But it’s worth noting that the Marlins’ young slugger Mike Stanton (who has tremendous raw power at such a young age) was still available for the pick, as well as Atlanta first base prospect Freddie Freeman, who will be taking over full-time in 2011. You don’t know who the Giants would have liked, but it’s worth pointing out anyway.
But let’s get into the good stuff now. It’s mostly good, anyway.
With their protected first rounder (10 overall*), the Giants selected a big, projectable, left-handed starter out of a North Carolina high school. His name was Madison Bumgarner. Bumgarner overpowered the Sally league in his first season, making the opposing batters look like children while throwing 141.2 innings with a strikeout rate of 10.4 per nine and a ridiculous strikeout to walk ratio of 7.81. His 1.46 ERA was unbelievable, netting him the MiLB Pitcher of the Year award, and justifying his status as the ninth best prospect going into 2009 according to Baseball America.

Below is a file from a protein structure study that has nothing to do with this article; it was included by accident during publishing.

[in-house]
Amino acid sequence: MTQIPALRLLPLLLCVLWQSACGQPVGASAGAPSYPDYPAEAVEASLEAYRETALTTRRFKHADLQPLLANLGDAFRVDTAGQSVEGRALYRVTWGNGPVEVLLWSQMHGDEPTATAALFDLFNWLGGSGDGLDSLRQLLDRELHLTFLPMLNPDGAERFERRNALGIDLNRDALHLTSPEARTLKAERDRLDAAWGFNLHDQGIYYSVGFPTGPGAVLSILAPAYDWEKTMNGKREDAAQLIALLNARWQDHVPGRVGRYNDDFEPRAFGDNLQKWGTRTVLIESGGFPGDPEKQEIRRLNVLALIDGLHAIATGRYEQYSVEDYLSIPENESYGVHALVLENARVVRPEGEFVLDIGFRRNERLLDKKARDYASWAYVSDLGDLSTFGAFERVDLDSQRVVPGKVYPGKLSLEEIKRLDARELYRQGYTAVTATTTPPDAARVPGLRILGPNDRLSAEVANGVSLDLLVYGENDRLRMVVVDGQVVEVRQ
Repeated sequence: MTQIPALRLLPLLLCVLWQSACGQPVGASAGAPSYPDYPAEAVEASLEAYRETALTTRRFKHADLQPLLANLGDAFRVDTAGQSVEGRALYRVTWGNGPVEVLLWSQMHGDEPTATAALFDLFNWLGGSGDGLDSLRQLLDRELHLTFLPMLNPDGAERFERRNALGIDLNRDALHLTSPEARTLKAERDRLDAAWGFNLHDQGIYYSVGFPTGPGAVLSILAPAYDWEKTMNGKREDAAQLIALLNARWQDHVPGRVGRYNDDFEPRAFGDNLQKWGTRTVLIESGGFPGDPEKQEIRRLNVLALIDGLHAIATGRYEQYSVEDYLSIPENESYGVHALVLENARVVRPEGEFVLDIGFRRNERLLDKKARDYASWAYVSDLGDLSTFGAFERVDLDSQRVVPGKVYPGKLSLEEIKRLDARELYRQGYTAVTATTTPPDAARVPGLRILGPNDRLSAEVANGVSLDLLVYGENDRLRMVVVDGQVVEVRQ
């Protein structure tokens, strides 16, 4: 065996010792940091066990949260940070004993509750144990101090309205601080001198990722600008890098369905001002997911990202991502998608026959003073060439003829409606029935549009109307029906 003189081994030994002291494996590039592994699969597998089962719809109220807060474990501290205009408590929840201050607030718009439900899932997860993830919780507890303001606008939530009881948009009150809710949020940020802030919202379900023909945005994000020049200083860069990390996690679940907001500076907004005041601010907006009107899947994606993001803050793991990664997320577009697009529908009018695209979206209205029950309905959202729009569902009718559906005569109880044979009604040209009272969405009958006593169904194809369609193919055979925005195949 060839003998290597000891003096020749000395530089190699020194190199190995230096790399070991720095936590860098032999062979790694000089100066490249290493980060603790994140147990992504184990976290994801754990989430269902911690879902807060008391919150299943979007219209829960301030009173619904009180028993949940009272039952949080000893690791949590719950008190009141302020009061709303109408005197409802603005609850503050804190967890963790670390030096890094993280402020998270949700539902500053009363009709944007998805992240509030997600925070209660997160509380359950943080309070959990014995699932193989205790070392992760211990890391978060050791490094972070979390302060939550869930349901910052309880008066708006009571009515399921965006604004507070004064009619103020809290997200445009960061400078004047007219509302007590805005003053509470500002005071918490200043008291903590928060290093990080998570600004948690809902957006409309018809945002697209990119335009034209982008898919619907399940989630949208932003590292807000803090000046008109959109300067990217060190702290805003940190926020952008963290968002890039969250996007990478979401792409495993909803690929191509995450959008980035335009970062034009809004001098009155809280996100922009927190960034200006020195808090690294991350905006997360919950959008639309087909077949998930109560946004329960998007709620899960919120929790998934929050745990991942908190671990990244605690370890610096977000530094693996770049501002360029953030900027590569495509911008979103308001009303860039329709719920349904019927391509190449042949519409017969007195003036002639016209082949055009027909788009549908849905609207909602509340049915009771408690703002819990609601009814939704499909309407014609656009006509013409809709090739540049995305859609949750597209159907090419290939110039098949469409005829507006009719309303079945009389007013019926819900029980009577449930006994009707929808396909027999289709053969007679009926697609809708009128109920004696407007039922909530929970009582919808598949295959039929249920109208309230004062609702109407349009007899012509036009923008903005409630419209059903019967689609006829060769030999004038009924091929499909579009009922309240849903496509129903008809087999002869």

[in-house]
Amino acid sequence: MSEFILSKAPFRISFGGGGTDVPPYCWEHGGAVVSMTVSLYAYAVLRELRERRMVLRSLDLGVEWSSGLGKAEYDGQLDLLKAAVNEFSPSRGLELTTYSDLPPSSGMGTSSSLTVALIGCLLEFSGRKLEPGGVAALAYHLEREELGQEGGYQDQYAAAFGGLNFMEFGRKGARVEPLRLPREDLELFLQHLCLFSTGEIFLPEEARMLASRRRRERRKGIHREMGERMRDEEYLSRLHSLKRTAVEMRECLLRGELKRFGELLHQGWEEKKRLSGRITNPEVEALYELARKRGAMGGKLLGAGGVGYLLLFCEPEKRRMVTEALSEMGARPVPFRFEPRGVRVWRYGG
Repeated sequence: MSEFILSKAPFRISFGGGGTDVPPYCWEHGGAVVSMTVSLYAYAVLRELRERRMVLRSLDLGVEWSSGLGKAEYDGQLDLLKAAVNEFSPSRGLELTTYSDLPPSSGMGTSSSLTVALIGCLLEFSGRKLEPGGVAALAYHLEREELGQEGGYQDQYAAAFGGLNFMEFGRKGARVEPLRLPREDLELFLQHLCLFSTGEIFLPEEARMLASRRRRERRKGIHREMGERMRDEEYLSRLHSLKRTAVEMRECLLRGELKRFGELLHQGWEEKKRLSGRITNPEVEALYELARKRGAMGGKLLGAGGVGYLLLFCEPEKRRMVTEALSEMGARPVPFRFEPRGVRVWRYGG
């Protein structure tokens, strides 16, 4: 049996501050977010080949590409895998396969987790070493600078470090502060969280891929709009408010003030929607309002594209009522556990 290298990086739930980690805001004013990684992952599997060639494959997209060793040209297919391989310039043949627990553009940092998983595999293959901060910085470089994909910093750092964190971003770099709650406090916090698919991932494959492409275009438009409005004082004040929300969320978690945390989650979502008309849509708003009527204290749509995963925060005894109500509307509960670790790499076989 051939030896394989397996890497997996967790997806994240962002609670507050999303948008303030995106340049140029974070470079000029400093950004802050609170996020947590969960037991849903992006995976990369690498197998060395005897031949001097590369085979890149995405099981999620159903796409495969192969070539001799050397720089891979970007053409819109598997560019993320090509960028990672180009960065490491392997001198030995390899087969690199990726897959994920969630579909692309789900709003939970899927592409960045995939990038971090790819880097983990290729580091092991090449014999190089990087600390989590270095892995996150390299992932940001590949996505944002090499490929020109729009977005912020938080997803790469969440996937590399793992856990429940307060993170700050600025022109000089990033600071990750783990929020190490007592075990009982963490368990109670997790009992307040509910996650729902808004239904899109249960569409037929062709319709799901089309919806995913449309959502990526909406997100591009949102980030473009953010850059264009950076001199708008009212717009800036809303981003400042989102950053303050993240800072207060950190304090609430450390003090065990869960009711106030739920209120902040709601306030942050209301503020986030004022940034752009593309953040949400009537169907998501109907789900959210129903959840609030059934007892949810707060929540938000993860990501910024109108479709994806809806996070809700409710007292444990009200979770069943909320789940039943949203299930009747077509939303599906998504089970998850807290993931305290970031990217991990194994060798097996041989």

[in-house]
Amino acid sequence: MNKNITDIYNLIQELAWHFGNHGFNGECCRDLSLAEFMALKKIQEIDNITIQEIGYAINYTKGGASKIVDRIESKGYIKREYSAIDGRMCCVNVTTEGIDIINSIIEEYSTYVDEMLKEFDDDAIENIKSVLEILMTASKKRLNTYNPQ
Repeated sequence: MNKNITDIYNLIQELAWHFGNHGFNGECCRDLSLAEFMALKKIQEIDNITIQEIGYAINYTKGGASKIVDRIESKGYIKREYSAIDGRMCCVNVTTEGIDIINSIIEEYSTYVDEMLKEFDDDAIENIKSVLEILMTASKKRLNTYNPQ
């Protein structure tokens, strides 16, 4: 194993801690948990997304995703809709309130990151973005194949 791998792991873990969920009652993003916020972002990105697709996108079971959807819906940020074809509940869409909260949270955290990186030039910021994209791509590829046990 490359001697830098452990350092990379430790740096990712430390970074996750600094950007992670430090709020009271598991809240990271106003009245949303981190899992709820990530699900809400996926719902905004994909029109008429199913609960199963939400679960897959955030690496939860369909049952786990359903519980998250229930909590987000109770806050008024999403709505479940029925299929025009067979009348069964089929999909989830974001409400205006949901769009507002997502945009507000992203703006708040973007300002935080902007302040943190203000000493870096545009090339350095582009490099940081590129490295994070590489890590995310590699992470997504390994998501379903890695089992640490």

*Though it’s tough to have any regrets, and I’m confident the Giants don’t have any, Jason Heyward was still available and ended up going at 14 to the Braves.
In 2009, he again pitched very well in Advanced Single-A, but his diminished velocity upon promotion to Double-A raised concerns, though the overall results were still very encouraging (1.85 ERA over 131.1 innings, despite his strikeout rate dipping to 6.3 and strikeout to walk ratio to 2.71). It was enough to drop him Baseball America’s standings (number 14 overall).
In 2010, his velocity was still a question mark as he struggled in spring training. He lost the fifth-starter role out of camp to Todd Wellemeyer and struggled in Triple-A before putting his mechanics back together and re-joining the team mid-season. The rest is history: a 3.00 ERA over a half-season of starts and a couple of impressive postseason starts to help the Giants capture the World Series. The seven-inning gem against the Rangers in the World Series on Halloween will never be forgotten by Giants fans, regardless of where his career goes from here. And it still remains very bright indeed.